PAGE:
Meet Emmanuel Rivas, also known as Nomadic Manny, the artist behind “A Relationship Truth,” a mural that looks over the Decatur Square like the watchful eyes of Doctor T. J. Eckleburg in “The Great Gatsby.”
The mural shows a surrealist desert landscape, sprinkled with looming eyes and an angel nearly touching toes with a mummy — all depicting a theme of beginnings and endings.
“The main element is growth,” Rivas said. “It’s about making sure you don’t make the same mistake twice. Or also understanding that mistakes aren’t necessarily mistakes. It just has a lot to do with things living and things dying and understanding that there’s a lesson behind everything.”
As part of an ongoing project to amplify the voices of local artists, Living Walls and Adult Swim teamed up to make this mural happen.
Since he was a kid, Rivas has wanted to be an artist, marveling over anime and cartoons. So when Adult Swim reached out about his work, he said it was a real “I made it” moment.
He’s had a few of those. Another aha-moment was when someone approached him asking, “Are you Nomadic Manny?”
“They were congratulating me on the mural, and they knew a lot about my work,” he said. “I was having a really bad day too, so I feel like those moments always come right on time.”
Another milestone was the completion of his first mural, which is in the West End. Rivas wasn’t paid for the project, but was eager to get his work out there.
“Most times, [the money] doesn’t even matter if it’s integrity behind it,” Rivas said. “I get to show work in my city, in places I’ve lived. That’s all that really matters.”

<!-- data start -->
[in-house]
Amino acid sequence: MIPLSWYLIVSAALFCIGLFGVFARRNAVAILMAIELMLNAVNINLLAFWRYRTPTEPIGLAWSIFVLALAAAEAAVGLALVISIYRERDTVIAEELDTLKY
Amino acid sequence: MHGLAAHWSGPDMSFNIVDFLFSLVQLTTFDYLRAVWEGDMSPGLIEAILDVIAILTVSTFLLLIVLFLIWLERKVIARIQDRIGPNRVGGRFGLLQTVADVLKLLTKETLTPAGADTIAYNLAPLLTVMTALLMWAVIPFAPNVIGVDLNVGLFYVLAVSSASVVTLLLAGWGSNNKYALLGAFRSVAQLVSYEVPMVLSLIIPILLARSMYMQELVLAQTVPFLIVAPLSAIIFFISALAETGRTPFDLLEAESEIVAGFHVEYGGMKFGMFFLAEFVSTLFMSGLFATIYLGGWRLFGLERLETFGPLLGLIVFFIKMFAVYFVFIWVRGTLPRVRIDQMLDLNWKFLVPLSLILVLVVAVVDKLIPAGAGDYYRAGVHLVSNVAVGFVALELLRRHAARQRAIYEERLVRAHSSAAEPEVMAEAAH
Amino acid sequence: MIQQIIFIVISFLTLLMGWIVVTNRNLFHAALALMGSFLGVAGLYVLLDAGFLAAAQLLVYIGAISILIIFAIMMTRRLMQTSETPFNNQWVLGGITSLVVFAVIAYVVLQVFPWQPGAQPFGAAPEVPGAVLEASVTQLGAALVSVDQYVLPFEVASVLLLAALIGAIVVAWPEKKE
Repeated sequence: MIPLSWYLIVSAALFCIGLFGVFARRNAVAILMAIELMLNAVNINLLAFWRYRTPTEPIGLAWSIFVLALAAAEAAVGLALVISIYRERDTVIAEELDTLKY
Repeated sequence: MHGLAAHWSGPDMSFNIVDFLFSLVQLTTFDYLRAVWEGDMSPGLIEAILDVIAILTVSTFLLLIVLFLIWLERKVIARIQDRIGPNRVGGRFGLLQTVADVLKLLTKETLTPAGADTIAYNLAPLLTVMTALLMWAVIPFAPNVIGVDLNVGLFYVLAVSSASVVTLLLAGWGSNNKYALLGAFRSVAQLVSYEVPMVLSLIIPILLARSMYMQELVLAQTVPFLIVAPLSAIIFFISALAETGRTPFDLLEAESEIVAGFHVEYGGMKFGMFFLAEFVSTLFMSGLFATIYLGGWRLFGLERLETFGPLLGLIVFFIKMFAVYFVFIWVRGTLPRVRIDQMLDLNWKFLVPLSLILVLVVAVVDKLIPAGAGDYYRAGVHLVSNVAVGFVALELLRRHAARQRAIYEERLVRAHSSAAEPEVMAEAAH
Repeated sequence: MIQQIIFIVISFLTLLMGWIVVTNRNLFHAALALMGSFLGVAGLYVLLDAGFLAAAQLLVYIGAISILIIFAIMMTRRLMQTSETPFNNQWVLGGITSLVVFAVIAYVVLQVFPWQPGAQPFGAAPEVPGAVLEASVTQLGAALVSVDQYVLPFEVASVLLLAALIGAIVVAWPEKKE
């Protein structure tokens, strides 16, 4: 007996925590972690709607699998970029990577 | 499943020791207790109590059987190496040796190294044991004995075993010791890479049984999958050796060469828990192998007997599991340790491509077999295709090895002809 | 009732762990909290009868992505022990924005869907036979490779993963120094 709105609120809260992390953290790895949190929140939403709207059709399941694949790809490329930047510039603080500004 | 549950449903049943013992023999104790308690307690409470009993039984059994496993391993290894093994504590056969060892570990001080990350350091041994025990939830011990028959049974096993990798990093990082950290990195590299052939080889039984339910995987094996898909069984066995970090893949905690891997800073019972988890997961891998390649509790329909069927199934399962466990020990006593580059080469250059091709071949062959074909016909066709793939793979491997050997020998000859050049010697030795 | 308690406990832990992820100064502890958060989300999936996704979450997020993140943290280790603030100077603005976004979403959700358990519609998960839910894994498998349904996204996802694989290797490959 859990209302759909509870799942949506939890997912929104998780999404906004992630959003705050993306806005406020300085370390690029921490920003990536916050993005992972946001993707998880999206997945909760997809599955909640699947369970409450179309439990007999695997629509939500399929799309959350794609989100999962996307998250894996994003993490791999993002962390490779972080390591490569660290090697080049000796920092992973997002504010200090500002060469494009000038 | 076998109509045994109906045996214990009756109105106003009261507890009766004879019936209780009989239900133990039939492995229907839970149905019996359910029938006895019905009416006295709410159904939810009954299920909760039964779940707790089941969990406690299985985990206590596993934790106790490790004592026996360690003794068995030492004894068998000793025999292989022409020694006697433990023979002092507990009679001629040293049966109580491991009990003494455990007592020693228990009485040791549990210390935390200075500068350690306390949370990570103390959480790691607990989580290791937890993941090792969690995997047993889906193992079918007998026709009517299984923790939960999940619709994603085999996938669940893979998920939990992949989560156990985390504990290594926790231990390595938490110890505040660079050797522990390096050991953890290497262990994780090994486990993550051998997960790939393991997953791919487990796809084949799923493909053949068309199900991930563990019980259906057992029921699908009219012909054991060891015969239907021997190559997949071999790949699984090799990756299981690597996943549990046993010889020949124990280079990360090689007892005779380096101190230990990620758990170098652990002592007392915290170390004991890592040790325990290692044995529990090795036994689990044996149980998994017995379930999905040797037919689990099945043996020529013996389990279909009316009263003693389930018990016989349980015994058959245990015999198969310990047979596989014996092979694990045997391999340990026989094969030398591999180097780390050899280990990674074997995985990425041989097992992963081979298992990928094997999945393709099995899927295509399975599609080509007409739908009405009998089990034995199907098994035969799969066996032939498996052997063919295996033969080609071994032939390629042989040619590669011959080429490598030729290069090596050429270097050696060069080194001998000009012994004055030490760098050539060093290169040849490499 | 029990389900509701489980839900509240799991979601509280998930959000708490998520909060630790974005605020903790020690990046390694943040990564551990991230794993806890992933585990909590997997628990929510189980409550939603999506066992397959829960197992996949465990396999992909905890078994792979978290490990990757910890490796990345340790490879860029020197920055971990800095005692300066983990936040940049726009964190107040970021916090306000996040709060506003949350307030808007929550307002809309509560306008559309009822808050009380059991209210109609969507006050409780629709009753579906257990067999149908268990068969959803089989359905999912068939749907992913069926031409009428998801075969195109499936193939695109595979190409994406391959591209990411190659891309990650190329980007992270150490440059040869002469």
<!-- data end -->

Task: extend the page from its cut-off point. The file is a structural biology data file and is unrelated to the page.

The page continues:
Living Walls Communications Manager Tatiana Bell sees public artwork as a tie between a place and its people.
“Public art is a democratic tool, one that is free and accessible, and allows entire communities to be part of the process,” Bell said. “It’s art that’s created not for the artist, but for the people in the place where it exists.”
Living Walls works with the community to foster placemaking.
“We don’t want to disrupt anything,” Bell said. “We just want to amplify.”
For this piece, Rivas amplified a part of himself that normally isn’t shown. Usually, Rivas finds that his writing inspires his paintings and, this time, he lets us in on the process.
“My work is all internal stuff that I go through,” he said. “Usually, if I’m creating a piece, it’s something I’m still working through. My art is very internalized and very selfish.”
A paragraph off to the side of the painting, penned in block letters, fits into an indentation in the wall. The words illustrate a personal reckoning for the artist, but one that is relatable and deeply human — the struggle of growth, love and loss.
“Don’t look back, although you never know what you might leave behind,” it reads. “It’s a relationship of truth.”
Will look for this mural…….
I loved Nomadic Manny’s art and words. Great article,Hannah.
Love learning about the stories behide familiar murals. Well-written piece!